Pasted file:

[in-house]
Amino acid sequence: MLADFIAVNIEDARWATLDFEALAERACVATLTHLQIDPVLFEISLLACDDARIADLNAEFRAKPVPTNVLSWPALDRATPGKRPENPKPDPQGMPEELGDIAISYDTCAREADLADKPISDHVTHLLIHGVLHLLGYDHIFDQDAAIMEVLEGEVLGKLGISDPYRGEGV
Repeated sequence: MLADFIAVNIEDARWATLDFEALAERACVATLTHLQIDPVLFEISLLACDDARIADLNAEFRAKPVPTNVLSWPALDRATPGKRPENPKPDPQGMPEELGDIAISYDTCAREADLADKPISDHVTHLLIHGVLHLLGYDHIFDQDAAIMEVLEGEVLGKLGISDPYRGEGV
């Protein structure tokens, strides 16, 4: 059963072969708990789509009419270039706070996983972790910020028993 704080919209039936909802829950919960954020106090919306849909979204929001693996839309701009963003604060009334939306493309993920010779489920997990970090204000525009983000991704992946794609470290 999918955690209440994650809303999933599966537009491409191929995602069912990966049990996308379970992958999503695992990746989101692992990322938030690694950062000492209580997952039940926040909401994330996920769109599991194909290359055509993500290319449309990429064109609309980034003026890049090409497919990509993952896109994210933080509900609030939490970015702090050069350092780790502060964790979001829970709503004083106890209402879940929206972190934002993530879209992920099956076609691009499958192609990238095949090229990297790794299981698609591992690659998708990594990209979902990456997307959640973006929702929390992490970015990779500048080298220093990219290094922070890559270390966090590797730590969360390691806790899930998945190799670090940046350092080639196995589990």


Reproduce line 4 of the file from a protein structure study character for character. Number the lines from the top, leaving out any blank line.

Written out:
């Protein structure tokens, strides 16, 4: 059963072969708990789509009419270039706070996983972790910020028993 704080919209039936909802829950919960954020106090919306849909979204929001693996839309701009963003604060009334939306493309993920010779489920997990970090204000525009983000991704992946794609470290 999918955690209440994650809303999933599966537009491409191929995602069912990966049990996308379970992958999503695992990746989101692992990322938030690694950062000492209580997952039940926040909401994330996920769109599991194909290359055509993500290319449309990429064109609309980034003026890049090409497919990509993952896109994210933080509900609030939490970015702090050069350092780790502060964790979001829970709503004083106890209402879940929206972190934002993530879209992920099956076609691009499958192609990238095949090229990297790794299981698609591992690659998708990594990209979902990456997307959640973006929702929390992490970015990779500048080298220093990219290094922070890559270390966090590797730590969360390691806790899930998945190799670090940046350092080639196995589990």